The problem for Lucarini is that churches the world over have been seduced by the mantra that the only way of bringing people into church is to offer them a musical culture that they are already familiar with. The common denominator is popular music which will always have a good rhythm and probably a repetitive melody. Pop music, otherwise called ‘rock and roll’ is, for Lucarini, a dangerous container for Christian teaching. The very expression ‘rock and roll’ is slang for sexual activity and the music itself is designed to arouse a variety of emotions, not all of which can be said to be wholesome or edifying. As someone who will not enter a shop or supermarket which tolerates ‘piped’ music, I am not the best person to judge whether Lucarini is right or not over the corrupting influence of certain forms of music. I find his arguments interesting and worthy of an airing. Because of my tastes in music, I have always been afraid that my indifference or dislike of pop music was based on my some form of musical snobbery. It is therefore interesting to read of the case against such music in church being made, not on aesthetic but on moral grounds.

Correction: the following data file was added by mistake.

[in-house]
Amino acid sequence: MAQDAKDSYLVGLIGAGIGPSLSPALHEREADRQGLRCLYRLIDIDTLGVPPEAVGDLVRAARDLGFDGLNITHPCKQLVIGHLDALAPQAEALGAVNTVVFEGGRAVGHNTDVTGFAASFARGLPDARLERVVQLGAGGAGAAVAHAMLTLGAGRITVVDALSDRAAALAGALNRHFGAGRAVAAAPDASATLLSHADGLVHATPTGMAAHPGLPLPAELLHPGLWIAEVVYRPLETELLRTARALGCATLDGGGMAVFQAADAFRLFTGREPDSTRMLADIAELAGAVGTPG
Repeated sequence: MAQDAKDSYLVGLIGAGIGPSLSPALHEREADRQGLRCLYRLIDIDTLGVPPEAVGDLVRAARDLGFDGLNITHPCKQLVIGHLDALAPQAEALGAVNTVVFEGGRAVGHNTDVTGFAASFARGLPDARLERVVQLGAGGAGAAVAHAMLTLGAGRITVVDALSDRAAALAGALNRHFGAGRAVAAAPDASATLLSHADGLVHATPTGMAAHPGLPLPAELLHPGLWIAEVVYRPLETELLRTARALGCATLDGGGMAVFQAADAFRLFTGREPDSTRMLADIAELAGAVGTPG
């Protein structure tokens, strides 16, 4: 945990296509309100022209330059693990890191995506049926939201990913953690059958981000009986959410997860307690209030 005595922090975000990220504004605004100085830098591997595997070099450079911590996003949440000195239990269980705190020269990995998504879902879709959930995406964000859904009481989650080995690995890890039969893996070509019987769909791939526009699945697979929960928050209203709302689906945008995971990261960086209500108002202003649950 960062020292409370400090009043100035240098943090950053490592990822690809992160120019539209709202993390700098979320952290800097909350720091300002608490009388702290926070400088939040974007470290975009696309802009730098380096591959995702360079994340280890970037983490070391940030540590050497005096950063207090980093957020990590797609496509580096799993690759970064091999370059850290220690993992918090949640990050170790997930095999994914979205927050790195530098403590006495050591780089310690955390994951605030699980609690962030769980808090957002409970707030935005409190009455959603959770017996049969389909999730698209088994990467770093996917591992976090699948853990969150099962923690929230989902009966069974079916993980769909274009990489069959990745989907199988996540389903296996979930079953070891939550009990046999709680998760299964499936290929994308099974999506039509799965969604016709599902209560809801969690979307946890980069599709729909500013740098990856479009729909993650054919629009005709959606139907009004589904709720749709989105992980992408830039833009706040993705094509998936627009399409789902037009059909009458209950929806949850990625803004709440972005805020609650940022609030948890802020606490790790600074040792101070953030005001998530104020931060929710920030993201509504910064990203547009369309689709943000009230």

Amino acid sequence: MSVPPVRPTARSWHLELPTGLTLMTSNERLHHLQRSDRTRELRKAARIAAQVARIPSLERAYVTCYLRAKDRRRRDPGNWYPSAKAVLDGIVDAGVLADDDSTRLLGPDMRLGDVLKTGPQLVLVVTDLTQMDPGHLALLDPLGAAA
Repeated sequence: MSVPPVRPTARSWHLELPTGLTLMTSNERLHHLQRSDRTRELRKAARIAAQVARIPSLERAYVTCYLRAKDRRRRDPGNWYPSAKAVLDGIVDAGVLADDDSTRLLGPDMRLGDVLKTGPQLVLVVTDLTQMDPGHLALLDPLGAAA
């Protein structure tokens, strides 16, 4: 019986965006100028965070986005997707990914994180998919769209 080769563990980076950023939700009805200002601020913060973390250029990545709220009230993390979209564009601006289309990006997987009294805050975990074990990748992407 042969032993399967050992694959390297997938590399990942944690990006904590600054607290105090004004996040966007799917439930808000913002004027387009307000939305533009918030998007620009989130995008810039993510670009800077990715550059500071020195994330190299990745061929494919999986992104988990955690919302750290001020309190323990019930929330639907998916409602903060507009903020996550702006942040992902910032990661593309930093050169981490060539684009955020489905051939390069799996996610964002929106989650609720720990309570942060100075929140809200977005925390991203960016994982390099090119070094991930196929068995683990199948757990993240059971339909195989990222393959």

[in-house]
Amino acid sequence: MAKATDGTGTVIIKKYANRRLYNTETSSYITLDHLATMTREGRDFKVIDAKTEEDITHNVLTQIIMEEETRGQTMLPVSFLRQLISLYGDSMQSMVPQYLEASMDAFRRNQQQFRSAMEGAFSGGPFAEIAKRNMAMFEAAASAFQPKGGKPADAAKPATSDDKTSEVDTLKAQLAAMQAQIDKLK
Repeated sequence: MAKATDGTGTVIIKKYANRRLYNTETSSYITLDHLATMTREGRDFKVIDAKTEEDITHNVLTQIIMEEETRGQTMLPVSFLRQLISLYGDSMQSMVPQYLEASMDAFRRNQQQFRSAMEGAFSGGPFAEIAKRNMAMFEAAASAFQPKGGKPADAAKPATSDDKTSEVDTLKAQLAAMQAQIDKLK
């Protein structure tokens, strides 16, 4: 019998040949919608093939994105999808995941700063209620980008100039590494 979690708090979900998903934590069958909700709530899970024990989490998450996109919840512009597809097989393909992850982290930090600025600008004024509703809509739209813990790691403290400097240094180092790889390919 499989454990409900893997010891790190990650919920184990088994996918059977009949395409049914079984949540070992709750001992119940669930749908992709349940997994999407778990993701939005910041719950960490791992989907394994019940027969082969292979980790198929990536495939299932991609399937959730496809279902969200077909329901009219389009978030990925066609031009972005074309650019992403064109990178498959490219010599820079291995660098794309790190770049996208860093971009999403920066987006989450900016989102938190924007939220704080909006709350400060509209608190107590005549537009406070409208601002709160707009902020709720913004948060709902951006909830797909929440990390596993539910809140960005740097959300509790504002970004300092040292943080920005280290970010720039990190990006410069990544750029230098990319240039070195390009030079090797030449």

One issue that Lucarini raises, which is familiar to every church goer, is that of splits when new musical traditions are brought into churches. The modernisers all too easily characterise the traditionalists as ignoring a movement of the Spirit. Many Christian leaders will make the decision that a new musical style makes the loss of traditional members a sacrifice worth making. A parallel mini revolution is going on in Anglican congregations across the country and this concerns the replacement of ‘ministry’ with ‘mission’. What this means in practice is that the pastoral needs of the old and the sick are sidelined in favour of new and often untried methods of attracting new potential members into the church building. This may include a revolution in styles of music. Clergymen of my generation do not understand the changing priorities of a new generation of ministers who, in many places, seem to have retreated from many of the mainstays of parochial ministry. These included faithful pastoral care, teaching and the support of individuals from birth to death. The introduction of new music is perhaps one way that an untidy shift towards ‘mission’ is taking place. Sadly this has left casualties, and hurt, abandoned faithful Christian people are pushed to the sidelines and sometimes feel it necessary to leave their churches after many decades of faithful membership.